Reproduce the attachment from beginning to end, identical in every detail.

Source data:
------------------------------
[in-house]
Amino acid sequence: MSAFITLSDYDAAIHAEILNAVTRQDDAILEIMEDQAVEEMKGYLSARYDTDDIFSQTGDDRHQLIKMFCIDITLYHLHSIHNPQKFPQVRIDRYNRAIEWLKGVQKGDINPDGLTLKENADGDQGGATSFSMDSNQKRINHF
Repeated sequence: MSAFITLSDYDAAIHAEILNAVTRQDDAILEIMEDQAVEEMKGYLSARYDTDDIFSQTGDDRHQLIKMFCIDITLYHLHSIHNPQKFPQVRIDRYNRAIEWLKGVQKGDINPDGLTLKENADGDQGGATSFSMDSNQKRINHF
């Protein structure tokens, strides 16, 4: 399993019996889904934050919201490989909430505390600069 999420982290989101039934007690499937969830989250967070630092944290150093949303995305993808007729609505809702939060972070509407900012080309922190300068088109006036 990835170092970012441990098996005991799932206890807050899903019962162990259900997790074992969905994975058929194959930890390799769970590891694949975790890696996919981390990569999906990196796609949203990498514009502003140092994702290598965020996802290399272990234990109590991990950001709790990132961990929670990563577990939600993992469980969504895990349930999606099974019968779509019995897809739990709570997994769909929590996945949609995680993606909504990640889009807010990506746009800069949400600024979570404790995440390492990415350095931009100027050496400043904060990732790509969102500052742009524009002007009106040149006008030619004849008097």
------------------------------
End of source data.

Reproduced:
[in-house]
Amino acid sequence: MSAFITLSDYDAAIHAEILNAVTRQDDAILEIMEDQAVEEMKGYLSARYDTDDIFSQTGDDRHQLIKMFCIDITLYHLHSIHNPQKFPQVRIDRYNRAIEWLKGVQKGDINPDGLTLKENADGDQGGATSFSMDSNQKRINHF
Repeated sequence: MSAFITLSDYDAAIHAEILNAVTRQDDAILEIMEDQAVEEMKGYLSARYDTDDIFSQTGDDRHQLIKMFCIDITLYHLHSIHNPQKFPQVRIDRYNRAIEWLKGVQKGDINPDGLTLKENADGDQGGATSFSMDSNQKRINHF
């Protein structure tokens, strides 16, 4: 399993019996889904934050919201490989909430505390600069 999420982290989101039934007690499937969830989250967070630092944290150093949303995305993808007729609505809702939060972070509407900012080309922190300068088109006036 990835170092970012441990098996005991799932206890807050899903019962162990259900997790074992969905994975058929194959930890390799769970590891694949975790890696996919981390990569999906990196796609949203990498514009502003140092994702290598965020996802290399272990234990109590991990950001709790990132961990929670990563577990939600993992469980969504895990349930999606099974019968779509019995897809739990709570997994769909929590996945949609995680993606909504990640889009807010990506746009800069949400600024979570404790995440390492990415350095931009100027050496400043904060990732790509969102500052742009524009002007009106040149006008030619004849008097």